Do We Love Lost People Enough?

In a previous blog post here, emphasis was placed on our call to the Great Commission and how the work need not only take place in those times we travel abroad. In this post, we look at some of the specifics of evangelism but first let’s consider that evangelism is a theological issue. That is, do you believe the Bible can be trusted? Christian theology should provide zeal for doing evangelism and asking ourselves, do we love lost people enough? Is it enough that we would be willing to risk feeling uncomfortable? Our personal evangelism requires we know Jesus, know lost people, and love lost people.

Both our theology (evangelism) and our activity (evangelizing) derive their meaning and their importance from the good news (the evangel). – John Stott

Many Christians do not grasp the ramifications of our theological ties to evangelism. Theology and evangelism are never separated in Scripture. J.I. Packer says the fundamentals of evangelical theology defined by the Gospel are the supremacy of Holy Scripture, the majesty of Jesus Christ, the lordship of the Holy Spirit, the necessity of conversion, the priority of evangelism, and the importance of fellowship. It is true that some are uniquely gifted, but all are called to share. As Christ’s church, we are witnesses with a specific task, telling the story as His ambassadors (see Acts 1:8; Mark 1:17; 2 Cor. 5:17-21). In our evangelism efforts, the Bible instructs us (as believers) to go about our days being, doing, and telling. Let’s break this apart:

Being – the salt of the earth and the light of the world (Matt. 5:13-16); the aroma of Christ (2 Cor. 14-16); Ambassadors for Christ (2 Cor. 5:20)

Doing – fishers for men (Mark 1:17); Bearing fruit (John 15:8); Serving as ministers of reconciliation (2 Cor. 17-21); Making disciples (Matt 28:18-20); Interceding for others (Rom. 10:1)

Telling – Proclaiming the gospel (Mark 1:14-15); Bearing witness to Christ (Acts 1:8); Declaring His praise (1 Peter 2:9-10); Teaching and preaching (Acts 5:42); Exalting His name (Acts 2:38, 47, 4:12)

Dr. Chuck Lawless explains in Great Commission Studies: Evangelism is telling the good news of Jesus Christ, depending upon the triune God to draw His own unto Himself and His church. A proper attitude of sufficiency renders us helpless. In the work of evangelism, we are fully dependent on the Father, the Son, and on the Holy Spirit (see John 6:44; 1 Cor. 3:5-8; 1 Cor. 1:17-18; Acts 1:8; John 14:26, 16:7-11).

Theology is to evangelism what the skeleton is to the body. Remove the skeleton and the body becomes a helpless quivering mass of jelly-like substance. – C.E. Autrey

Our theology of evangelism must be rooted in the God of creation with an understanding that God is gracious in promising a Savior (Gen. 3:15). It is important to note that it is God himself coming to seek the fallen, even as Adam and Eve hid in their own sin. Right theology admits that sin separates us from the one who created us, by sins of omission and commission. Theologians Millard Erickson, Wayne Grudem, and C.E. Autrey put it like this:

Any lack of conformity, active or passive, to the moral law of God. This may be a matter of act, of thought or of inner disposition or state. Any failure to conform to the moral law of God in act, attitude or nature. A fundamental wrongness within man that causes habitual rebellion against God.

Right theology recognizes that we deserve to die as the penalty for sin, to bear God’s wrath. We are separated from God in bondage to sin and to Satan. The redemptive plan of God is atonement for sin. God provided a sacrifice, provided a propitiation for our sins, and has provided reconciliation in Jesus Christ (see Rom. 3:25; 1 Cor. 5:7; Heb. 9:15; 1 John 4:10; 2 Cor. 5:18-19; Gal. 3:13).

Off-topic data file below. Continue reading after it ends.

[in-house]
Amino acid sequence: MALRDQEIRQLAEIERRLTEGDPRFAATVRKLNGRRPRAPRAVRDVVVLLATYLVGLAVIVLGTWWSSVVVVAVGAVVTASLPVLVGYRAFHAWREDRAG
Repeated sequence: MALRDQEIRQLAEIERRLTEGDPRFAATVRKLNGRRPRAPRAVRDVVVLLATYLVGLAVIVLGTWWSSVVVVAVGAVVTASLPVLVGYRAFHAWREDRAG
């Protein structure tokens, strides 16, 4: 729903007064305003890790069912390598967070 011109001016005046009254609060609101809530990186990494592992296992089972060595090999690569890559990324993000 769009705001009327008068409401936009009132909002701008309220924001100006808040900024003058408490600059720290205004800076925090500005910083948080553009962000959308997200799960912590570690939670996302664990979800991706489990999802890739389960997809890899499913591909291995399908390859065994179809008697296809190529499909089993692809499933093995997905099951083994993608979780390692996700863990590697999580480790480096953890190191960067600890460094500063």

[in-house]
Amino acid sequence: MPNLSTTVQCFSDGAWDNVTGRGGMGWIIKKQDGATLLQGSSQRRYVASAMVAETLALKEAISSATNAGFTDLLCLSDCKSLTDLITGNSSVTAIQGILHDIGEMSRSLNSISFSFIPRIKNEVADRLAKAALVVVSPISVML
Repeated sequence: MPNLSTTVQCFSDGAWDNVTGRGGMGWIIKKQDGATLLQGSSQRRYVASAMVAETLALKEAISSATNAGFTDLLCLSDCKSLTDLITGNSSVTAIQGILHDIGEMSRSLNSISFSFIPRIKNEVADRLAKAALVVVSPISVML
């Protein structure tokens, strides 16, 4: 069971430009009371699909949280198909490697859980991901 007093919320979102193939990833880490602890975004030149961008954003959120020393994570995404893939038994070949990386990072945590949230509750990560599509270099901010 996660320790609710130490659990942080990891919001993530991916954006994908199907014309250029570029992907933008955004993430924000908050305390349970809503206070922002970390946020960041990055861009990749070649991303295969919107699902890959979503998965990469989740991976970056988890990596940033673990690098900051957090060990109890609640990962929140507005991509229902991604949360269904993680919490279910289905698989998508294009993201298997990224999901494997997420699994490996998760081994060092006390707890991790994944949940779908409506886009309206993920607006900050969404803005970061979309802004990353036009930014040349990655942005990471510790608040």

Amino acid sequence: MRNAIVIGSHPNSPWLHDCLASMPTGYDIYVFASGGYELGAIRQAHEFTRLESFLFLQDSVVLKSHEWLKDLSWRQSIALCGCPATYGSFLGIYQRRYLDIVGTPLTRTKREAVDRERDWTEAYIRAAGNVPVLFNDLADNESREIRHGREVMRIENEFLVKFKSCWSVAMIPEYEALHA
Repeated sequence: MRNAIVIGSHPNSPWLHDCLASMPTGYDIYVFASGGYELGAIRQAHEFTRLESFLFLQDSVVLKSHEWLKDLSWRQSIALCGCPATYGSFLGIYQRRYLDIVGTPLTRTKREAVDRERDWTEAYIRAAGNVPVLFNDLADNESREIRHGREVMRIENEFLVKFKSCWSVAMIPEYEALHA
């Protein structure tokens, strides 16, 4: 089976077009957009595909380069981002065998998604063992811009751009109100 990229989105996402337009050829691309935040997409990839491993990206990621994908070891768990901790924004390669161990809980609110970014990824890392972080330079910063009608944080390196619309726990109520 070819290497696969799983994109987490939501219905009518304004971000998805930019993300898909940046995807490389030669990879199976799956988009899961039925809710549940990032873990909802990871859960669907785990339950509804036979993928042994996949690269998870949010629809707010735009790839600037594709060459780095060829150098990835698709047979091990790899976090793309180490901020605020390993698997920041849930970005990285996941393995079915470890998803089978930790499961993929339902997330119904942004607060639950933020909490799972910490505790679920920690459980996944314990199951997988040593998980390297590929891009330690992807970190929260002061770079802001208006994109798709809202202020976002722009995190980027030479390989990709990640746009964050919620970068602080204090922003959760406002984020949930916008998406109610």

Any theory of the atonement which does not have as its central element that Jesus Christ bore our punishment in our place is inadequate. – Dr. Danny Akin

A rightful response to the gospel is repentance and belief. In repentance, the sinner turns in an opposite direction while recognizing moral separation, necessitating the forsaking of sin and turning to God. When a person is truly repentant, she begins to think differently and have change of mind by way of God’s Holy Spirit. Along with repentance, absolute belief is necessary. In belief, the sinner leans upon and confides while trusting Jesus as savior. True belief gives personal trust rather than mere credence or belief.

Continue steadfastly in prayer, being watchful in it with thanksgiving. At the same time, pray also for us, that God may open to us a door for the word, to declare the mystery of Christ, on account of which I am in prison – that I may make it clear, which is how I ought to speak. – Col. 4:2-4

Perhaps you are unsure how to share the gospel message because you lack examples, training, or theological drive. Pray for passion and develop a harvest theology (Matt. 9:38). Read good books, listen to expositional sermons, and most importantly pray for clarity as you communicate the message of the cross. You don’t need a seminary degree to participate in evangelism; your Bible is sufficient. I ask that you pray also for me, that I might be bold when speaking truth in love – Pray that I might speak of Jesus as I should. Together, may we watch for opportunities to speak about Christ for the glory of God, and then may we celebrate one changed life at a time.

Our great object of glorifying God is, however, to be mainly achieved by the winning of souls. We must see souls born unto God…The ambassadors of peace should not cease to weep bitterly until sinners weep for their sins. – Charles Spurgeon

For further thought and study:

Radical by David Platt

Counter Culture by David Platt

Evangelism Handbook – Biblical, Spiritual, Intentional, Missional by Alvin Reid

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